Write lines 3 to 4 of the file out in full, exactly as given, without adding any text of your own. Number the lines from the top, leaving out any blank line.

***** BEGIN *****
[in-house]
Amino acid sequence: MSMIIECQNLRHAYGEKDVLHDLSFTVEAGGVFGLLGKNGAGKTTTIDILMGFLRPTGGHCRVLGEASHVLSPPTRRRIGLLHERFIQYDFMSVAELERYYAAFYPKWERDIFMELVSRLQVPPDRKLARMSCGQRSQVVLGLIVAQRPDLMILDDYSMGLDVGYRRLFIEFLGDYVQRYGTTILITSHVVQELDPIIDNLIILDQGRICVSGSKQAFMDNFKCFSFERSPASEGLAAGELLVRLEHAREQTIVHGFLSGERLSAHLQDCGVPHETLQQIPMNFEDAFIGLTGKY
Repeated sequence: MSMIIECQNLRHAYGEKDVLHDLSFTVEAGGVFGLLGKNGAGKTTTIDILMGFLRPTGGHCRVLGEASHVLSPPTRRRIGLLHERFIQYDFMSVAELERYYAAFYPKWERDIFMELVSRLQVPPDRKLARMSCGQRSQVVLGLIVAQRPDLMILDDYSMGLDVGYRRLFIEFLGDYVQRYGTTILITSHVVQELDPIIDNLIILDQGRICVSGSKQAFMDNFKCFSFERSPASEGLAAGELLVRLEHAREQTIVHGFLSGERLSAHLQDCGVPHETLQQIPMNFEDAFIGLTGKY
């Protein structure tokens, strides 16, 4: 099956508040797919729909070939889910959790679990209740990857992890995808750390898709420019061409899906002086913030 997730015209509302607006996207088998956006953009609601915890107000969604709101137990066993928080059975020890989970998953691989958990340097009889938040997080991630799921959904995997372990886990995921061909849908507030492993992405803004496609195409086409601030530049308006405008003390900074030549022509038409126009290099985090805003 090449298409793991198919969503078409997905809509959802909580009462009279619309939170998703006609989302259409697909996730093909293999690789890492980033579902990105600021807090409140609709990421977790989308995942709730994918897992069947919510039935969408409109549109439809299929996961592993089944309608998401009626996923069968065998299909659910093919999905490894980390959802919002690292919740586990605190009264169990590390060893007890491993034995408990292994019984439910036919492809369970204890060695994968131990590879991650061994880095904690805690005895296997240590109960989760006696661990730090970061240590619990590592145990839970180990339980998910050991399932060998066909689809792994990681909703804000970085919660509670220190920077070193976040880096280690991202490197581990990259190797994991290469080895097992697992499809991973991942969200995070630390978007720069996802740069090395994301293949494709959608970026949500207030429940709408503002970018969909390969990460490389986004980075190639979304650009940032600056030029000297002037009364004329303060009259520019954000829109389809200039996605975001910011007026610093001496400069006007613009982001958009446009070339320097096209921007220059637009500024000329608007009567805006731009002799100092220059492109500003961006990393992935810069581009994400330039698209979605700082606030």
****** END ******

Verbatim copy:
Repeated sequence: MSMIIECQNLRHAYGEKDVLHDLSFTVEAGGVFGLLGKNGAGKTTTIDILMGFLRPTGGHCRVLGEASHVLSPPTRRRIGLLHERFIQYDFMSVAELERYYAAFYPKWERDIFMELVSRLQVPPDRKLARMSCGQRSQVVLGLIVAQRPDLMILDDYSMGLDVGYRRLFIEFLGDYVQRYGTTILITSHVVQELDPIIDNLIILDQGRICVSGSKQAFMDNFKCFSFERSPASEGLAAGELLVRLEHAREQTIVHGFLSGERLSAHLQDCGVPHETLQQIPMNFEDAFIGLTGKY
């Protein structure tokens, strides 16, 4: 099956508040797919729909070939889910959790679990209740990857992890995808750390898709420019061409899906002086913030 997730015209509302607006996207088998956006953009609601915890107000969604709101137990066993928080059975020890989970998953691989958990340097009889938040997080991630799921959904995997372990886990995921061909849908507030492993992405803004496609195409086409601030530049308006405008003390900074030549022509038409126009290099985090805003 090449298409793991198919969503078409997905809509959802909580009462009279619309939170998703006609989302259409697909996730093909293999690789890492980033579902990105600021807090409140609709990421977790989308995942709730994918897992069947919510039935969408409109549109439809299929996961592993089944309608998401009626996923069968065998299909659910093919999905490894980390959802919002690292919740586990605190009264169990590390060893007890491993034995408990292994019984439910036919492809369970204890060695994968131990590879991650061994880095904690805690005895296997240590109960989760006696661990730090970061240590619990590592145990839970180990339980998910050991399932060998066909689809792994990681909703804000970085919660509670220190920077070193976040880096280690991202490197581990990259190797994991290469080895097992697992499809991973991942969200995070630390978007720069996802740069090395994301293949494709959608970026949500207030429940709408503002970018969909390969990460490389986004980075190639979304650009940032600056030029000297002037009364004329303060009259520019954000829109389809200039996605975001910011007026610093001496400069006007613009982001958009446009070339320097096209921007220059637009500024000329608007009567805006731009002799100092220059492109500003961006990393992935810069581009994400330039698209979605700082606030």